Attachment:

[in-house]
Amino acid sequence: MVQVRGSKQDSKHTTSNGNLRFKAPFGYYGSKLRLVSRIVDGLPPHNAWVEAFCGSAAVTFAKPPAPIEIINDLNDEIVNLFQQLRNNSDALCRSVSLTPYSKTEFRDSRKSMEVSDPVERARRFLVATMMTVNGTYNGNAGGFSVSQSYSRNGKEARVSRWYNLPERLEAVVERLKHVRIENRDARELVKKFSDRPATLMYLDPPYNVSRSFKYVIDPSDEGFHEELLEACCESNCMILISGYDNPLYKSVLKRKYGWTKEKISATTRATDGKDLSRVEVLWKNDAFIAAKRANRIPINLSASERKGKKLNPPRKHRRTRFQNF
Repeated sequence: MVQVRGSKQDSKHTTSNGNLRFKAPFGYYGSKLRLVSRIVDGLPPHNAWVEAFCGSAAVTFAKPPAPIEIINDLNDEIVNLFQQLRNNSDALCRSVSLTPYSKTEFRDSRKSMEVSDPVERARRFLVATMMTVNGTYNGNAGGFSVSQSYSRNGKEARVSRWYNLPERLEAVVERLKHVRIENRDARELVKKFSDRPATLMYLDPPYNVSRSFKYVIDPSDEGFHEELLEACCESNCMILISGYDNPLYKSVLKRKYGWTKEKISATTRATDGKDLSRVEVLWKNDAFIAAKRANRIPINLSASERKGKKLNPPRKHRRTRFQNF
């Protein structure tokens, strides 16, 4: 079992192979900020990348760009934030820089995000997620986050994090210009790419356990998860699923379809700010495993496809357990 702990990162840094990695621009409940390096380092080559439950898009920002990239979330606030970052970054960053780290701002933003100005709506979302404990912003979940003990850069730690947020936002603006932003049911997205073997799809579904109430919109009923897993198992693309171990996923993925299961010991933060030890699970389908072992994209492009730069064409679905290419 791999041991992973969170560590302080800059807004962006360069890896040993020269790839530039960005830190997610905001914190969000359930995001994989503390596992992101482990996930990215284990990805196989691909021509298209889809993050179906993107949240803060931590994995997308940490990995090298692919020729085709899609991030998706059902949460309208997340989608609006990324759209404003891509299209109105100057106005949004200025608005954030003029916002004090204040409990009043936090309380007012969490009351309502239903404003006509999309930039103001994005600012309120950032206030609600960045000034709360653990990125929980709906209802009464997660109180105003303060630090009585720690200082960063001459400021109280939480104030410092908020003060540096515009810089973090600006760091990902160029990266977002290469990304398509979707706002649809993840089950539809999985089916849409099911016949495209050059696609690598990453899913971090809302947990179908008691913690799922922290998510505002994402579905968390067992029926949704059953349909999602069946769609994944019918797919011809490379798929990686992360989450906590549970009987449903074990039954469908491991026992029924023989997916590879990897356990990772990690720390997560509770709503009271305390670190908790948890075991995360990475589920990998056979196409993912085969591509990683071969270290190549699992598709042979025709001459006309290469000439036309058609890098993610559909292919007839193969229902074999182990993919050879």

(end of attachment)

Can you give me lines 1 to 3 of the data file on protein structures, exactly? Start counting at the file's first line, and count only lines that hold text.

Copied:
[in-house]
Amino acid sequence: MVQVRGSKQDSKHTTSNGNLRFKAPFGYYGSKLRLVSRIVDGLPPHNAWVEAFCGSAAVTFAKPPAPIEIINDLNDEIVNLFQQLRNNSDALCRSVSLTPYSKTEFRDSRKSMEVSDPVERARRFLVATMMTVNGTYNGNAGGFSVSQSYSRNGKEARVSRWYNLPERLEAVVERLKHVRIENRDARELVKKFSDRPATLMYLDPPYNVSRSFKYVIDPSDEGFHEELLEACCESNCMILISGYDNPLYKSVLKRKYGWTKEKISATTRATDGKDLSRVEVLWKNDAFIAAKRANRIPINLSASERKGKKLNPPRKHRRTRFQNF
Repeated sequence: MVQVRGSKQDSKHTTSNGNLRFKAPFGYYGSKLRLVSRIVDGLPPHNAWVEAFCGSAAVTFAKPPAPIEIINDLNDEIVNLFQQLRNNSDALCRSVSLTPYSKTEFRDSRKSMEVSDPVERARRFLVATMMTVNGTYNGNAGGFSVSQSYSRNGKEARVSRWYNLPERLEAVVERLKHVRIENRDARELVKKFSDRPATLMYLDPPYNVSRSFKYVIDPSDEGFHEELLEACCESNCMILISGYDNPLYKSVLKRKYGWTKEKISATTRATDGKDLSRVEVLWKNDAFIAAKRANRIPINLSASERKGKKLNPPRKHRRTRFQNF